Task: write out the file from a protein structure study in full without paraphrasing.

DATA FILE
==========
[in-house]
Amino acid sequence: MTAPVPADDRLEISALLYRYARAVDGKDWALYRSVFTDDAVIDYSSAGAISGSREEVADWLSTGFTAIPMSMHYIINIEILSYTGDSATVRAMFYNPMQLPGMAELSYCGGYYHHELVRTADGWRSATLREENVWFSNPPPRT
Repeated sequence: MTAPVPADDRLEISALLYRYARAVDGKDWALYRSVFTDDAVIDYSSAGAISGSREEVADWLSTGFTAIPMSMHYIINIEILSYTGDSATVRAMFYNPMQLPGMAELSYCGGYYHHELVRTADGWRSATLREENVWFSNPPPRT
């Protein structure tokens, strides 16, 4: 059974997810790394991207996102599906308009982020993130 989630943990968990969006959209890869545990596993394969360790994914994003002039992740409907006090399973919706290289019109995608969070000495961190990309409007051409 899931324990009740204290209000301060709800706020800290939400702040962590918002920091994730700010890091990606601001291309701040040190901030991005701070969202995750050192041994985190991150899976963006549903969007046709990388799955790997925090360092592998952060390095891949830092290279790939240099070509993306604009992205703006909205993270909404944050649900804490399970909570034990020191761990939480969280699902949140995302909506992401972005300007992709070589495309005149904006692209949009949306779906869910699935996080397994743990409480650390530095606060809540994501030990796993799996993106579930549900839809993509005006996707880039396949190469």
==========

[in-house]
Amino acid sequence: MTAPVPADDRLEISALLYRYARAVDGKDWALYRSVFTDDAVIDYSSAGAISGSREEVADWLSTGFTAIPMSMHYIINIEILSYTGDSATVRAMFYNPMQLPGMAELSYCGGYYHHELVRTADGWRSATLREENVWFSNPPPRT
Repeated sequence: MTAPVPADDRLEISALLYRYARAVDGKDWALYRSVFTDDAVIDYSSAGAISGSREEVADWLSTGFTAIPMSMHYIINIEILSYTGDSATVRAMFYNPMQLPGMAELSYCGGYYHHELVRTADGWRSATLREENVWFSNPPPRT
């Protein structure tokens, strides 16, 4: 059974997810790394991207996102599906308009982020993130 989630943990968990969006959209890869545990596993394969360790994914994003002039992740409907006090399973919706290289019109995608969070000495961190990309409007051409 899931324990009740204290209000301060709800706020800290939400702040962590918002920091994730700010890091990606601001291309701040040190901030991005701070969202995750050192041994985190991150899976963006549903969007046709990388799955790997925090360092592998952060390095891949830092290279790939240099070509993306604009992205703006909205993270909404944050649900804490399970909570034990020191761990939480969280699902949140995302909506992401972005300007992709070589495309005149904006692209949009949306779906869910699935996080397994743990409480650390530095606060809540994501030990796993799996993106579930549900839809993509005006996707880039396949190469």